Learn how-to identify common plant diseases. And get prevention and disposal tips from our regular contributor, Megan Wild.

 

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How to Identify Garden Plant Diseases

Identification, Prevention, and Disposal

 

Gardening can be a true pleasure. It gets you outdoors to enjoy the fresh air and sunshine, but it isn’t always easy. Whether you choose to grow fruit, flowers or a little bit of both in a large vegetable plot, you’re dependent on the weather and soil conditions for a large part of your success. Even if you get all the rain you need and avoid ill-timed frosts and freezes, your garden can fall subject to insect damage and plant diseases.

 

Luckily, identifying plant diseases is easier than ever with the help of the internet. Early identification and treatment are the best way to save your plants from imminent disaster. Check out these tips for preventing plant diseases and treating the most common sources of distress for gardeners.

 

Basic Prevention Methods

 

Strong plants are less likely to succumb to disease, so your prevention plan should start from the moment you plant the seeds. Choose plant varieties that are disease resistant and well suited for your growing area. For example, if you live in a dry area, choose drought-hardy varieties. Consider selecting native plants that will work best in your soil and climate.

 

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Once your seeds have been sown and transplants set out, make sure your plants receive adequate water and fertilizer throughout the growing season to keep them strong and healthy. Some plants are light feeders while others need extra nutrients, so do a little research to know how to care for each of your plants. Make sure to prevent invasive species from getting into your garden.

 

Common Plant Diseases

 

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If your plants are wilting or discolored despite your best efforts, you might be dealing with an infection. Check your plants for signs of insect damage first — you’ll usually be able to see bugs, eggs or holes in the leaves. Once you’ve ruled out the creepy-crawlies, compare your plant’s issues to these common diseases to diagnose the problem:

  • Powdery Mildew: This fungal infection covers plant leaves with a white, powdery substance. It’s common in periods of high humidity when plants are stressed by drought. Keep plants watered and prune to improve airflow.
  • Black Spot: The bane of rose gardeners everywhere, black spot is another fungal infection that strikes leaves subjected to too much moisture. Water roses directly at ground level and remove infected leaves to prevent its spread.
  • Tomato Blight: This fast-spreading disease begins as dark brown spots on the leaves of tomato and potato vines. The fungus overwinters in the soil and spreads across plants from the ground up, causing it to lose leaves and eventually die. Remove infected plants to prevent its spread.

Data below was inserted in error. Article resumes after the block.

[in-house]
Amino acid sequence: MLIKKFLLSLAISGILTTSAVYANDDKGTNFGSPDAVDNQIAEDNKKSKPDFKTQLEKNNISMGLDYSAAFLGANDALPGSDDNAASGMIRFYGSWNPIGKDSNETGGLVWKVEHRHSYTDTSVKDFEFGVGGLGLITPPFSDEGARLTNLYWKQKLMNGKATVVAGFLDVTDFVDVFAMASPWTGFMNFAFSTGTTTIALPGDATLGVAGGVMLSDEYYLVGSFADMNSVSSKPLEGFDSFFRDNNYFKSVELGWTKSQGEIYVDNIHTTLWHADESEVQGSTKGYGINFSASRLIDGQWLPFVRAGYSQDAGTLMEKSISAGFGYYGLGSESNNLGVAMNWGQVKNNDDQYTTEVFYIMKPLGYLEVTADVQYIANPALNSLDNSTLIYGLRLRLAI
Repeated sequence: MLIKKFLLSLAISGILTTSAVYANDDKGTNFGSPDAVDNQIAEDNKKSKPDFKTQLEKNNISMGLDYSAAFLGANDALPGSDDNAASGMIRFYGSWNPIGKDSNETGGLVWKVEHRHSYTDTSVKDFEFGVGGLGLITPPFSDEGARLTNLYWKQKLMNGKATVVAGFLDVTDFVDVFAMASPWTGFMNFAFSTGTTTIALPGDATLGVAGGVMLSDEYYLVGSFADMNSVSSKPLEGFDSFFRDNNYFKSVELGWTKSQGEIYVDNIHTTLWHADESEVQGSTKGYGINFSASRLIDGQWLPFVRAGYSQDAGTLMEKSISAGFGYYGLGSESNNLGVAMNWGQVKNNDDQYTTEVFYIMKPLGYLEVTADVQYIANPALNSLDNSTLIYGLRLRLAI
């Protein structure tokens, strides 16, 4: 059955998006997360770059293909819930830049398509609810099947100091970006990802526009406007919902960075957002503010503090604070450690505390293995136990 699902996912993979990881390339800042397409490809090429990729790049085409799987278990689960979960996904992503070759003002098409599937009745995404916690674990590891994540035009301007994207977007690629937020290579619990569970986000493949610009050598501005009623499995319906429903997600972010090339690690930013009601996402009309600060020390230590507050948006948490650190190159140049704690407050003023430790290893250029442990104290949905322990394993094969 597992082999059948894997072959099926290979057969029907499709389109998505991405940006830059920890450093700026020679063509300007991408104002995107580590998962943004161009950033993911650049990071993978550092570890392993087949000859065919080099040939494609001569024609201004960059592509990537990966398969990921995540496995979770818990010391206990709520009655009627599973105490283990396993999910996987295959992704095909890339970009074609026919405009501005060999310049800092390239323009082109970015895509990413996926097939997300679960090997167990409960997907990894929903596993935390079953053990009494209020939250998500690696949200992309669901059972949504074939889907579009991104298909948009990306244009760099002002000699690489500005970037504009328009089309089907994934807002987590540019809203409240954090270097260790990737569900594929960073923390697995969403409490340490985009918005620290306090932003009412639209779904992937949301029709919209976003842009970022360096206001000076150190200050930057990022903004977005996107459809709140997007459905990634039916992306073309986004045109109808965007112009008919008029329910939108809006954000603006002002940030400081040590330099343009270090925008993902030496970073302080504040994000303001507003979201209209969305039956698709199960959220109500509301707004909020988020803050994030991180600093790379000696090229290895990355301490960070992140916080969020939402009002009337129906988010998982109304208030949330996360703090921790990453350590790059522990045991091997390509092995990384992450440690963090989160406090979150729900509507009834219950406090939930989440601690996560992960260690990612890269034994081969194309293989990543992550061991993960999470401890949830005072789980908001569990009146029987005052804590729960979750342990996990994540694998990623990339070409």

• White Mold: This fungus grows in wet conditions and looks like a cottony patch on your plants blossoms or leaves. Use drip irrigation instead of overhead watering to keep leaves dry, and give plants plenty of space to increase airflow and keep white mold at bay.

 

Disposing of Diseased Plants

After carefully tending your garden all year, I know how painful it can be to have to say goodbye to once promising plants. Pruning off a portion of your favorite plants — or worse, uprooting them entirely — is never ideal. Disease prevention often requires gardeners to make hard choices to prevent infections from taking over your entire garden.

 

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There are a few methods you can use when removing diseased plants from your garden; they include composting or burning. Many choose to avoid composting because if the diseased or invasive plant has ripe seeds, because in the right conditions, the plant could still germinate. If you choose to burn these plants, a wood grinder can make quick work of large of diseased plants, bush branches, or tree parts, making them easier to fit into your fire pit or burn pile.

 

In the end, it’s better to lose one plant than all of them. Each time you deal with a new disease or pest, you have the opportunity to do some research and learn more about your garden. Soon you’ll be armed with a wealth of experience and experimentation that leads you to the perfect, thriving garden for your particular microclimate.

 

~Megan

Megan Wild - Your Wild Home - Spring 2016

Visit Megan at her blog, Your Wild Home!

 

 

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